2020 debates
October 16, 2020

Sen. Joni Ernst (R-Iowa) and her Democratic challenger, Theresa Greenfield, held their third and final debate Thursday evening, both women appearing remotely. After about 20 minutes of technical problems, they fielded a series of questions on racism, protests, and agriculture. And Ernst appeared to be caught a little flatfooted on the farm front.

Ernst and Greenfield both grew up on Iowa farms, and when asked, they explained why they left agriculture — Greenfield, now a businesswoman, cited the farm bankruptcies of the 1980s and the havoc that wreaked on family farms; Ernst said her sister still runs the family farm but she went to college in part to escape abusive relationships. Moderator Ron Steele asked the candidates for the break-even price of key Iowa crops. Greenfield, who went first, correctly put the price for corn at about $3.68 a bushel.

Steele asked Ernst about soybeans, and when she responded by talking about the U.S.-Mexico-Canada trade deal, he asked her again. Ernst suggested the break-even price for corn is about $5.50, and when given the chance later to answer again about soybeans, she said she doesn't think the break-even price for corn is $10.50.

Both candidates agreed that the anti-racism protests were good but that looting and vandalism are bad. Ersnt said she doesn't think "systemic racism" is real, because "I don't believe that entire systems of people — of people — are racist. There are racists out there." Greenfield said "systemic racism does not mean that any one individual is a racist but rather that we have to take a look at the discrimination across our systems — housing, health care, education, finance, and so many other things," adding, "Black and brown communities have faced discrimination and systemic racism for generations."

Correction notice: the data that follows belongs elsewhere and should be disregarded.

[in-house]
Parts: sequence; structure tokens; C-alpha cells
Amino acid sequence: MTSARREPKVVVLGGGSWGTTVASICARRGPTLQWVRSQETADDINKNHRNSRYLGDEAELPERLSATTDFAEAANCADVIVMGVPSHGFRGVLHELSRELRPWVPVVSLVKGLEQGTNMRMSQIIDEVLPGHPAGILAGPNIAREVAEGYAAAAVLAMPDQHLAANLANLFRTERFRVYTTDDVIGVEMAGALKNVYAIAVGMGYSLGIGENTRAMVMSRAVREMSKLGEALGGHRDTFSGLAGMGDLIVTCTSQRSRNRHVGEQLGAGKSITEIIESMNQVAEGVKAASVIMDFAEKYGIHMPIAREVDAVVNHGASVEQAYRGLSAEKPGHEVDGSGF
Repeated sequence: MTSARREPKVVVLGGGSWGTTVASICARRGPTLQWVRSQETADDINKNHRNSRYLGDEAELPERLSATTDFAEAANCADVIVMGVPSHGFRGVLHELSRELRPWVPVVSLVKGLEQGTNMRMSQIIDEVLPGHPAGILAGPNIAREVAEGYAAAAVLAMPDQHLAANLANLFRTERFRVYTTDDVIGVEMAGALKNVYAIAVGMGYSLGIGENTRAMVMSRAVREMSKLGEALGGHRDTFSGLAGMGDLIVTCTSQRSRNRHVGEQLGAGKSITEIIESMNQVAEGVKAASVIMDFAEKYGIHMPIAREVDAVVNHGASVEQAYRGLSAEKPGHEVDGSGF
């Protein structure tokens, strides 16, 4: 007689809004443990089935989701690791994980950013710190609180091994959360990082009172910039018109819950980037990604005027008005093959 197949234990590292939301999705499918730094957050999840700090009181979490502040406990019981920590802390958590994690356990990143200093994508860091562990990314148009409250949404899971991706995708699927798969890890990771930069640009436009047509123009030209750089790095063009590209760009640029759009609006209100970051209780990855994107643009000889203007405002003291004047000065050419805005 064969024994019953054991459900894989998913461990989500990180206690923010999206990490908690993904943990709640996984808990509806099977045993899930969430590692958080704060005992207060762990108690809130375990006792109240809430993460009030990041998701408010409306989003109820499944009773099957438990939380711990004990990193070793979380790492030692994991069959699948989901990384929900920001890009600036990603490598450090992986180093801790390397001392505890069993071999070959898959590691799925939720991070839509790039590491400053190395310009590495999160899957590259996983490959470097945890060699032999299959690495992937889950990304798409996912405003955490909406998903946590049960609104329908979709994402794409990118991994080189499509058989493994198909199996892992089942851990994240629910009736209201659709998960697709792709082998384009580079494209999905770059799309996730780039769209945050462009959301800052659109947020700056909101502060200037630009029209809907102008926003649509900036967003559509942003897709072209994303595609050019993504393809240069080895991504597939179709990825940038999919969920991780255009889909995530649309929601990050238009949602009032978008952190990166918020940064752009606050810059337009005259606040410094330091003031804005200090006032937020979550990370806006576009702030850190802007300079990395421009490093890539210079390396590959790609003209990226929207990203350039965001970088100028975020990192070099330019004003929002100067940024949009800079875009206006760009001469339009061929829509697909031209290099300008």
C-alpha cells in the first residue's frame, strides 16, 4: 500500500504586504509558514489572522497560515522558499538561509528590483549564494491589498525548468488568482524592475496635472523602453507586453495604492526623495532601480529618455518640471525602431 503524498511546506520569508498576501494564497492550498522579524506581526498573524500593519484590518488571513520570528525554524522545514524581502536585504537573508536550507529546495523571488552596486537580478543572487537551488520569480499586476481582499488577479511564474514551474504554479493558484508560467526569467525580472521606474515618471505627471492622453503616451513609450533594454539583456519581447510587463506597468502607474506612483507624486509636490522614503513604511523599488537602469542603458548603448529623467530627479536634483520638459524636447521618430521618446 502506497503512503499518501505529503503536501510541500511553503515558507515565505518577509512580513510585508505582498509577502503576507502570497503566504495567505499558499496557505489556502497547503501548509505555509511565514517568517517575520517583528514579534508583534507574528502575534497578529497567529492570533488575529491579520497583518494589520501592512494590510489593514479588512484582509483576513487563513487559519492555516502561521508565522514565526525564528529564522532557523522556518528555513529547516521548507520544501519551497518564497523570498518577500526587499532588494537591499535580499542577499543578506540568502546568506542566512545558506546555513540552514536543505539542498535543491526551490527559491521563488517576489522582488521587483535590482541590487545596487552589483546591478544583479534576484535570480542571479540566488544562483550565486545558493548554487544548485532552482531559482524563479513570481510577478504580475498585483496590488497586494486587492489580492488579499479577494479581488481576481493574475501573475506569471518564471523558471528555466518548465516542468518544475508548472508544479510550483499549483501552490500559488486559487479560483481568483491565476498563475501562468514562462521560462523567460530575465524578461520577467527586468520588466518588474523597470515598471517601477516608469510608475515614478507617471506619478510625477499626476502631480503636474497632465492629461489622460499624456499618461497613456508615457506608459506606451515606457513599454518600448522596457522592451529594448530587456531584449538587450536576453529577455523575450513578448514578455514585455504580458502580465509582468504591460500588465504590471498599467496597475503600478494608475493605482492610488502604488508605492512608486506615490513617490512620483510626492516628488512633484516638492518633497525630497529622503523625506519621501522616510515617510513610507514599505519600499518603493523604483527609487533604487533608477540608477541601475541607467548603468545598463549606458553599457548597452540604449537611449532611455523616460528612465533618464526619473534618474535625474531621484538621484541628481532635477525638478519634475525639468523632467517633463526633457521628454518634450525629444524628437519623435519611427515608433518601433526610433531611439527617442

Ernst and Greenfield are locked in a very competitive race. A Des Moines Register/Mediacom Iowa Poll last month found Greenfield up by 3 percentage points, 45 percent to 42 percent, within the poll's margin of error. Greenfield leads by 4.8 points in the RealClearPolitics average. Peter Weber

October 12, 2020

Senate Majority Leader Mitch McConnell (R-Ky.) and his Democratic challenger, Amy McGrath, faced off in their first and perhaps only debate Monday night. McGrath, a retired Marine combat pilot, criticized McConnell for blocking a new round of COVID-19 economic support, calling it a "dereliction of duty" and failure of leadership. McConnell, oddly, laughed.

McConnell blamed congressional Democrats for blocking another coronavirus relief package, even though he publicly shot down negotiations between House Speaker Nancy Pelosi (D-Calif.) and the White House. He also noted that he brings home the bacon in a way McGrath could not from the "back bench" of the Senate. "I allow Kentucky to punch above its weight," McConnell said. "My last term $17.5 billion for the commonwealth that would not have been there had I not been the majority leader of the Senate."

"I think her entire campaign is: she's a Marine, she's a mom, and I've been there (the Senate) too long," McConnell said. McGrath didn't disagree: "Senator, you've been there for 36 years. How's it looking, Kentucky?" McConnell's "one job is to help America through this crisis right now in passing legislation to keep our economy afloat so that people can make ends meet," she added. "And instead of doing that, he is trying to ram through a Supreme Court nominee right now, instead of negotiating, which is what he should have been doing all summer long to make that happen."